With the coronavirus pandemic bearing down hard upon us, employers are justifiably concerned, if not on the verge of panic, about the potentially catastrophic impact on their employees and businesses. Make no mistake about it, the coronavirus pandemic is a crisis in every sense of the word: a public health and safety crisis, an economic crisis, a social and psychological crisis, a threat to all we hold dear. In just a few short days, it has brought government agencies, many public services, schools, both public and private, and businesses to a screeching halt and is threatening to devastate the lives of any employer’s most valuable asset, its employees. To minimize the impact, it is imperative that employers adopt and implement a plan for crisis management and recovery. And each aspect of your plan must take into account both the practical realities and applicable federal and state labor and employment laws to ensure success and avoid any employment-related lawsuits or agency enforcement actions.
Determine individual crisis management responsibilities. If facing a suspension or curtailment of operations (that’s most of us), identify all employees who are essential to each continuing essential business function, determine whether they will be needed on-site or can work remotely, make sure they have the necessary tools and resources if working remotely, and clearly communicate their areas of accountability and responsibility and how to perform their duties effectively
“Wash your hands!” My kids hear me say this all the time, but this week these three words have taken on a new meaning. Now washing your hands represents an important protective behavior against the coronavirus pandemic.
After getting home from school yesterday, I reminded my children, as per usual, to wash their hands, but this time I stressed, “for at least 20 seconds because we need to be extra vigilant against getting the coronavirus.” My generally cool-as-a-cucumber son immediately replied, “I don’t want to hear about that anymore!”
While we are all adjusting to social distancing and self-quarantining as adults, do we realize how this may be creating anxiety in our children? It was my son’s abrupt response that made me pause and reflect about how other children are coping with the unpredictability of the pandemic. I realized that while I limit the amount of news my children watch, they must have been inundated with information all week as their teachers diligently shared information about the pandemic while encouraging hygienic behavior in the classroom. And now their school was closing for at least two weeks! There would be a disruption in their day and simply missing their friends that would induce anxious feelings that they may struggle to articulate.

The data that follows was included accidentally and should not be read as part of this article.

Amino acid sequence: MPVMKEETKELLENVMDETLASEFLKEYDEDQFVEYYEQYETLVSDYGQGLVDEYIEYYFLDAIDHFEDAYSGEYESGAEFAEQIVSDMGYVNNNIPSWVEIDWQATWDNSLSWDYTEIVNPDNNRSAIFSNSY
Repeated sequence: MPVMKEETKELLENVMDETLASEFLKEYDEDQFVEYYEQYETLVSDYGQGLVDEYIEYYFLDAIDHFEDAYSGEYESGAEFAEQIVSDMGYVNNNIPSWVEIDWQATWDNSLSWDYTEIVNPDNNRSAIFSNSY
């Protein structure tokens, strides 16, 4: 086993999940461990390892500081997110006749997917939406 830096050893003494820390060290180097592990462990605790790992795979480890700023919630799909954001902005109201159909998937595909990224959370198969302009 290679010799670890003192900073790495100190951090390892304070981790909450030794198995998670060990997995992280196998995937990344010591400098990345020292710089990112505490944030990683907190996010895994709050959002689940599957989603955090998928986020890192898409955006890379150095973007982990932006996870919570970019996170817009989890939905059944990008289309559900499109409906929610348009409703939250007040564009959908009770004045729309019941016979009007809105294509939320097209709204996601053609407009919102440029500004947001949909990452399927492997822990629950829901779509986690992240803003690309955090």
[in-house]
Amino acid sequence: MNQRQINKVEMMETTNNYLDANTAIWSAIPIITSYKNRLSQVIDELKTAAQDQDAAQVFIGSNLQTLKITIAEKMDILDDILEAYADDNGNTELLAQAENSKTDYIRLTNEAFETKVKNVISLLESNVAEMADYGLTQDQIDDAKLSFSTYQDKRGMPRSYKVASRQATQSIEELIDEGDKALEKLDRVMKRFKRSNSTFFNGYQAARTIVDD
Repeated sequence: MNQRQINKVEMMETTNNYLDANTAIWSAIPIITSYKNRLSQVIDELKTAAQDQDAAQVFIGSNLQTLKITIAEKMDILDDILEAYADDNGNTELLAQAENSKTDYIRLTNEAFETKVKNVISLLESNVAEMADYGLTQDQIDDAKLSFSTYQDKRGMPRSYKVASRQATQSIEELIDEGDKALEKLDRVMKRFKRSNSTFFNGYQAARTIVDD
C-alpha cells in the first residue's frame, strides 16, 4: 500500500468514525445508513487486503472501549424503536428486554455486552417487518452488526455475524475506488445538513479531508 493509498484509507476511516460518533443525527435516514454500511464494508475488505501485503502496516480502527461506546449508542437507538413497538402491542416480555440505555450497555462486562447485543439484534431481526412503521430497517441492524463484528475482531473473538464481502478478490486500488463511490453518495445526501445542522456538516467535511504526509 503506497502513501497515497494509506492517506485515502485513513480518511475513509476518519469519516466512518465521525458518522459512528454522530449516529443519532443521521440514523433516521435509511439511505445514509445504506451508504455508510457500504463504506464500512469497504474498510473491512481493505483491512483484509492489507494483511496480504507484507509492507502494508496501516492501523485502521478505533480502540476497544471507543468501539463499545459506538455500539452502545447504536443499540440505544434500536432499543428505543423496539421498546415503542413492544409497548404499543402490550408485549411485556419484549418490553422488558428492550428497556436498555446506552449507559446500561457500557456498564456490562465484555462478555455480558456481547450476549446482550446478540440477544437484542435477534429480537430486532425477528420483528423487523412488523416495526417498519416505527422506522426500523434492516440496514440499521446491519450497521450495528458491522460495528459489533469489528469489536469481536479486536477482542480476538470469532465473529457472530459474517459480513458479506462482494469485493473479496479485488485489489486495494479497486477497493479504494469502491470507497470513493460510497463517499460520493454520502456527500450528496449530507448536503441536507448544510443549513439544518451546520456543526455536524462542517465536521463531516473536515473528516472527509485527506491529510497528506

The policies, procedures, and need-to-knows to help navigate your remote work transition. The policies, procedures, and need-to-knows to help navigate your remote work transition.
Our Hope For You
The resources on this site are completely free and here only to assist in your transition to or optimization of a remote working environment in the wake of a global pandemic.
If any article, video, template, or tool listed here can help you run your business and team more effectively from afar during these difficult and confusing times, then it has been well worth our effort.
We're in transition too and facing the same challenges as you. What we share here is simply what's helping us, and we hope it helps you tool.
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